The learned men at Adhaalath see only one reason for the rise of infanticides: the “rising popularity of fornication“, and have called for the death of mothers guilty of the crime. It is not sufficient that some of the women have been jailed for life while the men, who must surely have been involved, have walked scot-free.

Without the existence of a crime defined as ‘rape’, it is easy to categorise every such brutal violation of a woman as ‘fornication’ – the type that is only ever ‘popular’ among depraved, misogynistic men who seem to view preying on vulnerable women as a popular sport. By calling for the death of the women who become victims of such men while remaining wholly silent on the men themselves, the ‘scholars’ at Adhaalath are encouraging such behaviour among the men.

And, by taking such a stance on this pressing social concern, Adhaalath is making itself not just a misnomer, but is turning a blind eye to its own slogan proudly displayed on its masthead taken from Surath An-Nisã (The Women): ‘Allah commands you […] that when you judge between people, you judge with justice’ (4:58).

Criticism of Adhaalath’s views, and that of other religious bodies in the country, do not always arise from ‘mad secularists’, as is their constant accusation. Nor is criticism of these views meant to suggest that religion has no role to play in our society. It does; and there is much Adhaalath and other such institutions can do.

Why not preach against rape in their Friday sermons when they have the ears of most of the country’s male population within their reach?

Why not speak then of the respect with which Islam says women are to be treated?

Why not drive the point home that at least 50 percent of the blame [in cases where the conception arose from consensual activity] lies with the men?

Why not repeat the message until it penetrates through the thick haze of misogyny that seem to envelop many among them that women have not been put on this earth for their depraved ‘pleasures’, sexual or otherwise?

Adhaalath, and other religious bodies, could also use their proven ability for fundraising to raise money for proper research into the rising problem of infanticide.

Or to help boost the adoption programme under Islamic teachings that the Gender Department has been trying hard to get off the ground. Or perhaps to provide funding for a shelter for abused young women or a safe place for young girls turning to juvenile delinquency. None of them have proper care; none of them have a place to go. The buruga may cover, but it does not shelter; and being covered up is not the same as being protected.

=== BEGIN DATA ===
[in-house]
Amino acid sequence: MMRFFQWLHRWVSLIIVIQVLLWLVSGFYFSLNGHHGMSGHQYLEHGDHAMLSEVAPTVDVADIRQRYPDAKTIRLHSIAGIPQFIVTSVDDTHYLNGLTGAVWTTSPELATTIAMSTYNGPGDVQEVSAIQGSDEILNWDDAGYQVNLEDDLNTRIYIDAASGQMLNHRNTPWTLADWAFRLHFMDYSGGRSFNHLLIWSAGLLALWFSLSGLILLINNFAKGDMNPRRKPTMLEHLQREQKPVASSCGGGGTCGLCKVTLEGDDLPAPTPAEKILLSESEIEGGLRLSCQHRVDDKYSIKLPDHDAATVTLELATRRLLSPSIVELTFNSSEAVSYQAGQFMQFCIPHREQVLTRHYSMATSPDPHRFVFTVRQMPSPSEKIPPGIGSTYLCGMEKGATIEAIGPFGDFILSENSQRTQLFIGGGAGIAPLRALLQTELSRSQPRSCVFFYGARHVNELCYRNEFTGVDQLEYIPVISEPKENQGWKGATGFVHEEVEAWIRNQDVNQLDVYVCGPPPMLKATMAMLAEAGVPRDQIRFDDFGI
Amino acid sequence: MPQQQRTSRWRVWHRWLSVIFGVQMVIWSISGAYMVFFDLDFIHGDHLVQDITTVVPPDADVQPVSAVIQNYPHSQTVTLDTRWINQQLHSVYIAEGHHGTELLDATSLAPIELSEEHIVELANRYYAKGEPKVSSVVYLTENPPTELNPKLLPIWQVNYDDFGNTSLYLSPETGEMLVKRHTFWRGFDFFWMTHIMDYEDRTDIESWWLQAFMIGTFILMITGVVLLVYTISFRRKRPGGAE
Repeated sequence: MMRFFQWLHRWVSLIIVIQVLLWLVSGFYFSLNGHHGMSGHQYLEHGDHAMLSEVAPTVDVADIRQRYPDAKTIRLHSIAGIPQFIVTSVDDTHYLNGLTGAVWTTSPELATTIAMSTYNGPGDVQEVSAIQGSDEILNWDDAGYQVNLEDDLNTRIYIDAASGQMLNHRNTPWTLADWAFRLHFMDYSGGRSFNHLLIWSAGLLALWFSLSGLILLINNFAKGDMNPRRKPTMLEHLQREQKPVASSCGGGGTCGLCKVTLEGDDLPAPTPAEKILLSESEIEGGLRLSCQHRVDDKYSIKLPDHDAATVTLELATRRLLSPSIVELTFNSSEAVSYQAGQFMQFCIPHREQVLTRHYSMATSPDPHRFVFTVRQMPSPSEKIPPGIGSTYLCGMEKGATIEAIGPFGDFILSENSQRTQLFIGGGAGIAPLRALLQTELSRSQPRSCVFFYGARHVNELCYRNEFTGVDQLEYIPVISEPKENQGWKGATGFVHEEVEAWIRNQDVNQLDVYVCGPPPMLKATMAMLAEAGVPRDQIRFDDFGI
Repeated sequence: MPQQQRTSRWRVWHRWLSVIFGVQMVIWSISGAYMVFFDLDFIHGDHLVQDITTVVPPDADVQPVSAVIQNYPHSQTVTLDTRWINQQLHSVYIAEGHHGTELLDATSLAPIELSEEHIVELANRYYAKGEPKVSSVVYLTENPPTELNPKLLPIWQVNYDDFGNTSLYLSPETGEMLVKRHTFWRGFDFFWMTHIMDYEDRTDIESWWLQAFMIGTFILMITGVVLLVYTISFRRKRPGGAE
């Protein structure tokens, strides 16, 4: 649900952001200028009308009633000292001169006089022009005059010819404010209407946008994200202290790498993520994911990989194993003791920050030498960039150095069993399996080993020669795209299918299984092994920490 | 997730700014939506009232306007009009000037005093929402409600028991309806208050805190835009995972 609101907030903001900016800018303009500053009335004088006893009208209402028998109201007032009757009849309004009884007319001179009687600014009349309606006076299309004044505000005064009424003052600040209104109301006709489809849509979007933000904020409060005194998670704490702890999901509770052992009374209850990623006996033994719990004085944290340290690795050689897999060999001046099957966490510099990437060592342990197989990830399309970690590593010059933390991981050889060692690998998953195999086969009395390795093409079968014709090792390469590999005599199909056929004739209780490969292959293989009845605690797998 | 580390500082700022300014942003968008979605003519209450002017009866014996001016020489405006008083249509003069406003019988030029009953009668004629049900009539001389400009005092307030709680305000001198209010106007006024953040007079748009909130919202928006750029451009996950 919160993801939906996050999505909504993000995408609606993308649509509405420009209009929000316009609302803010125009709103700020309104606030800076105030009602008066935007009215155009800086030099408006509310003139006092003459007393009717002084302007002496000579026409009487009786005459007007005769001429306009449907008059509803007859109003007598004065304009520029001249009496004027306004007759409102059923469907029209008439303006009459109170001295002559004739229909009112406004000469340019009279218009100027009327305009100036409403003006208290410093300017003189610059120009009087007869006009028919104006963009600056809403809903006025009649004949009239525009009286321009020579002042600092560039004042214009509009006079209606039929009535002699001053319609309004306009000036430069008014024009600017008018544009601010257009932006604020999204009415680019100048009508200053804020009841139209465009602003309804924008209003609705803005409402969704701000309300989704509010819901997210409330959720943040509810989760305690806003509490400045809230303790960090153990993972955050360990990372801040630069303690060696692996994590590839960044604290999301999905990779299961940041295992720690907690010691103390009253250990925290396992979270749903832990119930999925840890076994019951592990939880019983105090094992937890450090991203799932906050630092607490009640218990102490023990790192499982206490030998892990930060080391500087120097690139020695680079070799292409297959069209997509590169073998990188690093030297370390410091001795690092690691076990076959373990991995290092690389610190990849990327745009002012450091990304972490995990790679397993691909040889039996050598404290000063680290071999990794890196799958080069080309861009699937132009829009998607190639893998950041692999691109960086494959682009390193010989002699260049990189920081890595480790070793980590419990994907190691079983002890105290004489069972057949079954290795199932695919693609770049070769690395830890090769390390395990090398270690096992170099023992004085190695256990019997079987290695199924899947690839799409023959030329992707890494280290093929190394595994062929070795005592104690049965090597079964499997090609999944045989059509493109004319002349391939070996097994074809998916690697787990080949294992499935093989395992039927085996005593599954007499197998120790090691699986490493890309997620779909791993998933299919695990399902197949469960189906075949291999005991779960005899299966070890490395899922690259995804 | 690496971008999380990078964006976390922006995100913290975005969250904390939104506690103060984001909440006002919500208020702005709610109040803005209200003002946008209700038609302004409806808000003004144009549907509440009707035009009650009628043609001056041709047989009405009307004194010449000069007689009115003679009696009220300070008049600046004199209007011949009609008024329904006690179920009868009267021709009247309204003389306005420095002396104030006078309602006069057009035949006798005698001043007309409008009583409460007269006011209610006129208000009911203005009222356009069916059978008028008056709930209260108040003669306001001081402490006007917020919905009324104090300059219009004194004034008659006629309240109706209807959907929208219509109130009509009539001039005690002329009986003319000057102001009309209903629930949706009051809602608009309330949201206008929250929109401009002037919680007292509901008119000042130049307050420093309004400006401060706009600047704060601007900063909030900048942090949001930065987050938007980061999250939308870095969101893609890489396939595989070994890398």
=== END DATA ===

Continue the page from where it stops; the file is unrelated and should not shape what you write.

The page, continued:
There are many different ways to help, and many ways that Islam obliges its followers to help those in need; but they can only become clear when the dogma is put aside and room for reason made.

No doubt the next ‘religious’ edict calling for the death of yet another disturbed or disadvantaged group in society would be prefixed with the customary Bismillah. If only, instead of repeating it like some meaningless chant, a moment is taken to consider its meaning: ‘In the name of Allah, the most compassionate, the most merciful…’ Wither the compassion, Adhaalath?

All comment pieces are the sole view of the author and do not reflect the editorial policy of Minivan News. If you would like to write an opinion piece, please send proposals to [email protected]

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37 thoughts on “Comment: Death penalty for infanticide is infantile”

  1. A highly emotive article. Well written, concise and bearing a much-needed message - that of the need for study and research.

    Current efforts at curtailing abuse of women, sexual or otherwise, and children in general have failed mainly due to the lack of studies into attitudes, perceptions and contributing factors towards their prevalence.

    The studies noted in this article, among others, have been useful in emphasizing the alarming need for further study. Adalat is a political party, therefore it is questionable whether raising funding for unbiased research would be their key priority.

    The government itself could go a long way towards funding some R&D efforts now and then. It must be noted that progressive Maldivian governments do not give much attention to the Department of Planning or NGOs and think-tanks who focus on doing research. The value of research is misunderstood in our society. This might improve in the future. However, current generations do not understand or put much stock in pre-planning either.

    A little help from the Ministry of Education towards imparting the importance of planning beforehand to students would help a lot as well.

    True, the government cannot do everything. However, in an economy such as ours, the business community itself has very little funds for R&D efforts. Also local human resource capacity is lacking in the department as well.